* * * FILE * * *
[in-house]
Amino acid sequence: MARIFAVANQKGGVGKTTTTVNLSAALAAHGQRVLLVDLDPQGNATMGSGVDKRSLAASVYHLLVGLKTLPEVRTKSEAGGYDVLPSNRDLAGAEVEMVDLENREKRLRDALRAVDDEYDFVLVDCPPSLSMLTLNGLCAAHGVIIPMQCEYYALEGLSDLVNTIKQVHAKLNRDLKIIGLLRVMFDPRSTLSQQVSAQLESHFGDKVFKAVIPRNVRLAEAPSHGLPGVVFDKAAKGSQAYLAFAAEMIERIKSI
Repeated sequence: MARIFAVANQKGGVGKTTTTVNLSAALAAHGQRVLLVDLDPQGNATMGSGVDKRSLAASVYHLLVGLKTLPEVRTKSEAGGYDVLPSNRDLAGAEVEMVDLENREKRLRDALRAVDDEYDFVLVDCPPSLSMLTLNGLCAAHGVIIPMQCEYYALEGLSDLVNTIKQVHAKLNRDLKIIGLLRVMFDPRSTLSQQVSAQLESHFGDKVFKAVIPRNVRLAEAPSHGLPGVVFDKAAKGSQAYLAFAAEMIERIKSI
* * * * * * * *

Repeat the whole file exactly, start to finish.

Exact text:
[in-house]
Amino acid sequence: MARIFAVANQKGGVGKTTTTVNLSAALAAHGQRVLLVDLDPQGNATMGSGVDKRSLAASVYHLLVGLKTLPEVRTKSEAGGYDVLPSNRDLAGAEVEMVDLENREKRLRDALRAVDDEYDFVLVDCPPSLSMLTLNGLCAAHGVIIPMQCEYYALEGLSDLVNTIKQVHAKLNRDLKIIGLLRVMFDPRSTLSQQVSAQLESHFGDKVFKAVIPRNVRLAEAPSHGLPGVVFDKAAKGSQAYLAFAAEMIERIKSI
Repeated sequence: MARIFAVANQKGGVGKTTTTVNLSAALAAHGQRVLLVDLDPQGNATMGSGVDKRSLAASVYHLLVGLKTLPEVRTKSEAGGYDVLPSNRDLAGAEVEMVDLENREKRLRDALRAVDDEYDFVLVDCPPSLSMLTLNGLCAAHGVIIPMQCEYYALEGLSDLVNTIKQVHAKLNRDLKIIGLLRVMFDPRSTLSQQVSAQLESHFGDKVFKAVIPRNVRLAEAPSHGLPGVVFDKAAKGSQAYLAFAAEMIERIKSI